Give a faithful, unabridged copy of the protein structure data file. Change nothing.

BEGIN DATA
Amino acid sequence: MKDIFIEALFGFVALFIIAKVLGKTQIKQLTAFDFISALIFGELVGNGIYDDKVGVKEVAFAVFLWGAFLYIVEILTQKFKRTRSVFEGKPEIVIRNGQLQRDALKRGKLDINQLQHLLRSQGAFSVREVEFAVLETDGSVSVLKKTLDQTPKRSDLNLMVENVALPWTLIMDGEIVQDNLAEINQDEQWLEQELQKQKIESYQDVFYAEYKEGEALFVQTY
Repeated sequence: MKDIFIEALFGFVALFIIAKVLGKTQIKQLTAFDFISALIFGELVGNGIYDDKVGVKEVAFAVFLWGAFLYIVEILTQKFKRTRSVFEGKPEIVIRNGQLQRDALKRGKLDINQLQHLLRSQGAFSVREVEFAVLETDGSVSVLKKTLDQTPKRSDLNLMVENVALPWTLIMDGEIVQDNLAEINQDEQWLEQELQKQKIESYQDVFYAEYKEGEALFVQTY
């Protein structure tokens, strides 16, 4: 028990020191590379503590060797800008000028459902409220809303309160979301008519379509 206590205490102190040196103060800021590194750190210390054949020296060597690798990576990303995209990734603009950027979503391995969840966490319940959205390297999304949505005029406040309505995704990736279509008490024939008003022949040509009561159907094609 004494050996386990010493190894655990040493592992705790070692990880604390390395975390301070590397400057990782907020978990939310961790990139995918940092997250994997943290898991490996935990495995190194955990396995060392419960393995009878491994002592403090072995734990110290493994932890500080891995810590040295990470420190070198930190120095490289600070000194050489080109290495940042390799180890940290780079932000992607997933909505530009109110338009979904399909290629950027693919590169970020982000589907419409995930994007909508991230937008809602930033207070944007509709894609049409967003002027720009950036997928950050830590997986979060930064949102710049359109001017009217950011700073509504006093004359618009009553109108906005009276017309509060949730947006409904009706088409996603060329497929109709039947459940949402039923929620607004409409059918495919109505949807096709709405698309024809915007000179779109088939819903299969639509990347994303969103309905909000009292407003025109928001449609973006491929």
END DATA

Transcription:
Amino acid sequence: MKDIFIEALFGFVALFIIAKVLGKTQIKQLTAFDFISALIFGELVGNGIYDDKVGVKEVAFAVFLWGAFLYIVEILTQKFKRTRSVFEGKPEIVIRNGQLQRDALKRGKLDINQLQHLLRSQGAFSVREVEFAVLETDGSVSVLKKTLDQTPKRSDLNLMVENVALPWTLIMDGEIVQDNLAEINQDEQWLEQELQKQKIESYQDVFYAEYKEGEALFVQTY
Repeated sequence: MKDIFIEALFGFVALFIIAKVLGKTQIKQLTAFDFISALIFGELVGNGIYDDKVGVKEVAFAVFLWGAFLYIVEILTQKFKRTRSVFEGKPEIVIRNGQLQRDALKRGKLDINQLQHLLRSQGAFSVREVEFAVLETDGSVSVLKKTLDQTPKRSDLNLMVENVALPWTLIMDGEIVQDNLAEINQDEQWLEQELQKQKIESYQDVFYAEYKEGEALFVQTY
């Protein structure tokens, strides 16, 4: 028990020191590379503590060797800008000028459902409220809303309160979301008519379509 206590205490102190040196103060800021590194750190210390054949020296060597690798990576990303995209990734603009950027979503391995969840966490319940959205390297999304949505005029406040309505995704990736279509008490024939008003022949040509009561159907094609 004494050996386990010493190894655990040493592992705790070692990880604390390395975390301070590397400057990782907020978990939310961790990139995918940092997250994997943290898991490996935990495995190194955990396995060392419960393995009878491994002592403090072995734990110290493994932890500080891995810590040295990470420190070198930190120095490289600070000194050489080109290495940042390799180890940290780079932000992607997933909505530009109110338009979904399909290629950027693919590169970020982000589907419409995930994007909508991230937008809602930033207070944007509709894609049409967003002027720009950036997928950050830590997986979060930064949102710049359109001017009217950011700073509504006093004359618009009553109108906005009276017309509060949730947006409904009706088409996603060329497929109709039947459940949402039923929620607004409409059918495919109505949807096709709405698309024809915007000179779109088939819903299969639509990347994303969103309905909000009292407003025109928001449609973006491929």